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    The point being made here is that central planning of an economy does not work. It has never worked long term. Especially with an economy as large and diverse as the American economy. The free market is much better at anticipating need than central planning ever can be. Every major economic downturn we have ever had has been directly or indirectly caused by central planning and the do called "federal" "reserve" has caused the worst of the problems including the great depression.
     
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  10. Sourdough

    Sourdough "eleutheromaniac"
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    There is a reason for that, there is a massive amount of money looking for a place to park. With negative interest just starting, anything fairly solid, they are looking to park there. Money is desperately looking for anything that does not eat, and negative interest EATS.
     
  11. Sourdough

    Sourdough "eleutheromaniac"
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    If there is anyone on this forum who does not fully grasp the "World Wide" financial meltdown of 2008, especially its cause, its ramifications, and that the temporary fix, not only did not fix anything, it has made the issue massively larger. There are a few good movies about that event.
     
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  12. Alaskajohn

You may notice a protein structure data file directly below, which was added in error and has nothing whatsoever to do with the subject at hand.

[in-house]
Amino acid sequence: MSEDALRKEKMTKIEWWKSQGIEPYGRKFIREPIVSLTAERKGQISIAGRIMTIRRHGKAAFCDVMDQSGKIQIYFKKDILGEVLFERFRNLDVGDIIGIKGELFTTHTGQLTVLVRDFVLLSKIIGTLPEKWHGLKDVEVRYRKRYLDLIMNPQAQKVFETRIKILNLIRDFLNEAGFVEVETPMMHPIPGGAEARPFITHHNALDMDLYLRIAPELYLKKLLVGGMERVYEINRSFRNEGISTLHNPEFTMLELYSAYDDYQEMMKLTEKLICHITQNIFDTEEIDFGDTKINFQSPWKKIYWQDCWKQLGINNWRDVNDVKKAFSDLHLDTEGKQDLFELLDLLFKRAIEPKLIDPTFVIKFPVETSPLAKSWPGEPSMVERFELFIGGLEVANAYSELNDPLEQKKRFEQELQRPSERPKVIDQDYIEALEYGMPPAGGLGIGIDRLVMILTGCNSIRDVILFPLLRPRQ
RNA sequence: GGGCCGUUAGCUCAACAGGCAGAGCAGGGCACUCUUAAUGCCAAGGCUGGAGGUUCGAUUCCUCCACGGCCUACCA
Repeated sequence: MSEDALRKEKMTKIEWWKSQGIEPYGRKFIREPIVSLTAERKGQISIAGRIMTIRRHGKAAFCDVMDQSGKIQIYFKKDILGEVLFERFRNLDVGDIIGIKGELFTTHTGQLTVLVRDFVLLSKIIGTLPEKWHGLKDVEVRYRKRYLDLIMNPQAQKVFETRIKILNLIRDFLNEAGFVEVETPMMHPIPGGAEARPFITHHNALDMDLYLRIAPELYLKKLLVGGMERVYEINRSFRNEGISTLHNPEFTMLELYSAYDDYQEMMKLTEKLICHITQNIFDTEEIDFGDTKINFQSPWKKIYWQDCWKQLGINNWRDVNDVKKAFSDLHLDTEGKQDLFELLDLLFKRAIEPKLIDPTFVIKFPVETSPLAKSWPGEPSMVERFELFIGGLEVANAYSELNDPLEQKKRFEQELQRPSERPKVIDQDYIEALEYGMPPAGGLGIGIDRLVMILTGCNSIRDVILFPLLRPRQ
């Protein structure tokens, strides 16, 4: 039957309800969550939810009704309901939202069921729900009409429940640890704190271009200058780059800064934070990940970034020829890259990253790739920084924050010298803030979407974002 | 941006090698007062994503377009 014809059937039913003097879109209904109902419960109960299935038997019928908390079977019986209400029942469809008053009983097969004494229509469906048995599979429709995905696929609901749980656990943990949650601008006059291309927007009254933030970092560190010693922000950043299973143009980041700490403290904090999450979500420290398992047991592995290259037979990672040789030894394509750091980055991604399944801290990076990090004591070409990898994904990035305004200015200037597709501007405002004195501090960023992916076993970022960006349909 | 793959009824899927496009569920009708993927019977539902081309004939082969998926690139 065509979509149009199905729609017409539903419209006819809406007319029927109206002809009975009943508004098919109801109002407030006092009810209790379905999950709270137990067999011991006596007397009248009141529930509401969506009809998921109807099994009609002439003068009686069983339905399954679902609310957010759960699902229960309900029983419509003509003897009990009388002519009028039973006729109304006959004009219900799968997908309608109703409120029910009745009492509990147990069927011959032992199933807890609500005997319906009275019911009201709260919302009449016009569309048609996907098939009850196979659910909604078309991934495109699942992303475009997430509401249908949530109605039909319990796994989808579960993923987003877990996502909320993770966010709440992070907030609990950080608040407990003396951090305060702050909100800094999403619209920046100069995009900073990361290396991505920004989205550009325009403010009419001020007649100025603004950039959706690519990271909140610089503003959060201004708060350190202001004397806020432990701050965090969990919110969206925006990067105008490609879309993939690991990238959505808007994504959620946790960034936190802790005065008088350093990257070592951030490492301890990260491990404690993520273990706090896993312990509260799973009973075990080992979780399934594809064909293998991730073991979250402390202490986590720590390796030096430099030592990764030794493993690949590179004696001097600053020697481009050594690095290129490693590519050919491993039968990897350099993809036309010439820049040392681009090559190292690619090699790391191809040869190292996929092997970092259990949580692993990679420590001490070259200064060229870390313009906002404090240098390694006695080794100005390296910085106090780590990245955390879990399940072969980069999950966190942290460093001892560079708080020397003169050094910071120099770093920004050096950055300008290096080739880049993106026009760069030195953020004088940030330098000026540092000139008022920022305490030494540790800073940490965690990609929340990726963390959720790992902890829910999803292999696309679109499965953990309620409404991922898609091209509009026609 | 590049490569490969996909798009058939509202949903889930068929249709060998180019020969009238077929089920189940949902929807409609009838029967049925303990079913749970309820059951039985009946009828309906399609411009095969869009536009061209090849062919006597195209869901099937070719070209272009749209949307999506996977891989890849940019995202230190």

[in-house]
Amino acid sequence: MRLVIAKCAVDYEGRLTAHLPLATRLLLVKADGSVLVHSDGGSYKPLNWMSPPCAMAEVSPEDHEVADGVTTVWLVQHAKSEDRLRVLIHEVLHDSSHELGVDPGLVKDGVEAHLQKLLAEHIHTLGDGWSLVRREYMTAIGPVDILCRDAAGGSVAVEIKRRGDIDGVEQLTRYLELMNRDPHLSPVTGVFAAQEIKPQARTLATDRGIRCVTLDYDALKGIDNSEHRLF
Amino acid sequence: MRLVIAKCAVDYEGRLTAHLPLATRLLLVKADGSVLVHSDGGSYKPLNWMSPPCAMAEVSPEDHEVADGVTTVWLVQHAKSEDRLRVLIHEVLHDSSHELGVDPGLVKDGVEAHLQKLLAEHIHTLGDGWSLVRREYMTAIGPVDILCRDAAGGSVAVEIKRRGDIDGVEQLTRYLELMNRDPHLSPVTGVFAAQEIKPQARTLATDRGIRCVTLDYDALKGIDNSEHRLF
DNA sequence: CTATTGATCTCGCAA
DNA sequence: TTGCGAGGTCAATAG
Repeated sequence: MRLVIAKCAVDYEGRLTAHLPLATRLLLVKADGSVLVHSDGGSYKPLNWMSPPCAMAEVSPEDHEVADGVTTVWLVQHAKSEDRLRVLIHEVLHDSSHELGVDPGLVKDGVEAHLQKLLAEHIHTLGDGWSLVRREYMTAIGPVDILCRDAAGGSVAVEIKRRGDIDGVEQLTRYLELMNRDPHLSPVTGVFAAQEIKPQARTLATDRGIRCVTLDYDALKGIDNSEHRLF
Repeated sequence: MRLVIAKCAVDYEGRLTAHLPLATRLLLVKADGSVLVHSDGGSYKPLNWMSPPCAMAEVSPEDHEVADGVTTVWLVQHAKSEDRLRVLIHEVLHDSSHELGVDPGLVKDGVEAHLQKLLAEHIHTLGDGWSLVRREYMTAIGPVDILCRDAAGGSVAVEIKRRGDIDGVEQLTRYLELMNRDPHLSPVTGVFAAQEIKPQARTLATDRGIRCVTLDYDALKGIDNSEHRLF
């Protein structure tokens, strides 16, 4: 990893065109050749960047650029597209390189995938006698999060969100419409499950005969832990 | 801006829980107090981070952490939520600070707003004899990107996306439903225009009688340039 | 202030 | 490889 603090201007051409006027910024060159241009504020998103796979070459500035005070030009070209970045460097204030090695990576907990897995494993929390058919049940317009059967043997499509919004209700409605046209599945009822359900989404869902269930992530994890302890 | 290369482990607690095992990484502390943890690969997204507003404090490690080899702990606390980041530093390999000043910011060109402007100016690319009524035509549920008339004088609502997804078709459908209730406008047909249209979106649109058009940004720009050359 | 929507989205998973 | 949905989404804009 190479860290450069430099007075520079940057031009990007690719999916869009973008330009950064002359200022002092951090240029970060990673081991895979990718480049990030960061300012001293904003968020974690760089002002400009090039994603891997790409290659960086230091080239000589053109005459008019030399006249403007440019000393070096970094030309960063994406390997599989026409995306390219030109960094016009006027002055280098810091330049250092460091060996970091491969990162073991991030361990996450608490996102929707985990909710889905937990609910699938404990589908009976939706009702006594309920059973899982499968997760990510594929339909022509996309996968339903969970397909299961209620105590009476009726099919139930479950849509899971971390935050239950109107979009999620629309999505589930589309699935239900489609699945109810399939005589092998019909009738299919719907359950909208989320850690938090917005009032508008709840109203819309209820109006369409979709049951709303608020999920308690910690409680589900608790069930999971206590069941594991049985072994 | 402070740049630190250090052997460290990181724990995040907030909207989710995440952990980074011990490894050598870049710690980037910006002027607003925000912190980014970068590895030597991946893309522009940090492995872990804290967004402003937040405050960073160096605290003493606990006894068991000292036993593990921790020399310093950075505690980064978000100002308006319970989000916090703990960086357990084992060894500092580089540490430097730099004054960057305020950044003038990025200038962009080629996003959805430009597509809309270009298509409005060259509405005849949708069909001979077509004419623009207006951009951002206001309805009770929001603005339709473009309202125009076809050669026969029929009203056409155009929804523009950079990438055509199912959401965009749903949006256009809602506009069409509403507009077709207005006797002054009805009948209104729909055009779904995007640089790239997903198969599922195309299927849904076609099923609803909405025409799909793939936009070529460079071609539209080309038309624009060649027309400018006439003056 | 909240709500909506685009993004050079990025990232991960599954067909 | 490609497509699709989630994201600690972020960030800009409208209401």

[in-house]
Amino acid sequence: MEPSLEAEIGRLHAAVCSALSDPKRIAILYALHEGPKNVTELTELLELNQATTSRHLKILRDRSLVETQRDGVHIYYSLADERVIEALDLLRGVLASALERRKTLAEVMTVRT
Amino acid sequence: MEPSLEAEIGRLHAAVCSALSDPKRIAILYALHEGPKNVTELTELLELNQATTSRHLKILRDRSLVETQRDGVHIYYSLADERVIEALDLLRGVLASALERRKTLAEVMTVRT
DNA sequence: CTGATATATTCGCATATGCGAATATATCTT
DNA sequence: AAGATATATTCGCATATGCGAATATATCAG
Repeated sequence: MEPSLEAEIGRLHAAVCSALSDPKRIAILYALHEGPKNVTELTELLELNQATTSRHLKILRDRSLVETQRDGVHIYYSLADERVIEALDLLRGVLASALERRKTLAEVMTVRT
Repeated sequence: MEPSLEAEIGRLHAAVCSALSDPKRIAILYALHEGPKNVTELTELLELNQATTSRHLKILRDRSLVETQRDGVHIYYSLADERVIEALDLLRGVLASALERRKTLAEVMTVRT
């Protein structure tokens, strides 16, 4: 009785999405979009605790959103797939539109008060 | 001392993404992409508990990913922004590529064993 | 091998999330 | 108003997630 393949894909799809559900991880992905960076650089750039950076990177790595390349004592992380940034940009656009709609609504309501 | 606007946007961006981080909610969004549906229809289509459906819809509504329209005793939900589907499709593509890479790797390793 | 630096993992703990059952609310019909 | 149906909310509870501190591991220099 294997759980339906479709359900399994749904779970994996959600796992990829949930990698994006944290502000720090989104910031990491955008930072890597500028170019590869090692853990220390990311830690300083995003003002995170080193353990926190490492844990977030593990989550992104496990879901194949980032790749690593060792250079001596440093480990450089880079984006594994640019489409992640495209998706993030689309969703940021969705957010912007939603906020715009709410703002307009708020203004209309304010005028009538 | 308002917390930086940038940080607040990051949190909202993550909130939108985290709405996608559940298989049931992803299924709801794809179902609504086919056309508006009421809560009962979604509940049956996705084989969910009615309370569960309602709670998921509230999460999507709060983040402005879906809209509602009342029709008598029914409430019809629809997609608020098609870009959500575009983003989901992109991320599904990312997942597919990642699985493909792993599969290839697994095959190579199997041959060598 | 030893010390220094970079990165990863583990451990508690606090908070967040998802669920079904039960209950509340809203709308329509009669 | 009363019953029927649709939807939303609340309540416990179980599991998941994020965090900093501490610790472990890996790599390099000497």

Alaskajohn Master Survivalist
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    Here is one from Breitbart if you want an alternative news source. Think about it, if you needed to borrow money just to survive for the night, wouldn't that be a sign of a significant lack of adequate cash on the individual level?

    https://www.breitbart.com/economy/2019/09/19/fed-pumps-75-billion-into-financial-system-again/
     
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  13. poltiregist

    poltiregist Legendary Survivalist
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    To be honest I don't understand the ramification of a financial meltdown . I do not recall any thing bad happening in 2008 but then again I live sort of isolated . However I know the world doesn't revolve around me so perhaps it will have a negative effect on other people or perhaps government systems . I would be interested in knowing what some might think would be the result of a financial meltdown . I might have to make a effort to try to view one of those movies about a financial meltdown , perhaps I can find one on you tube .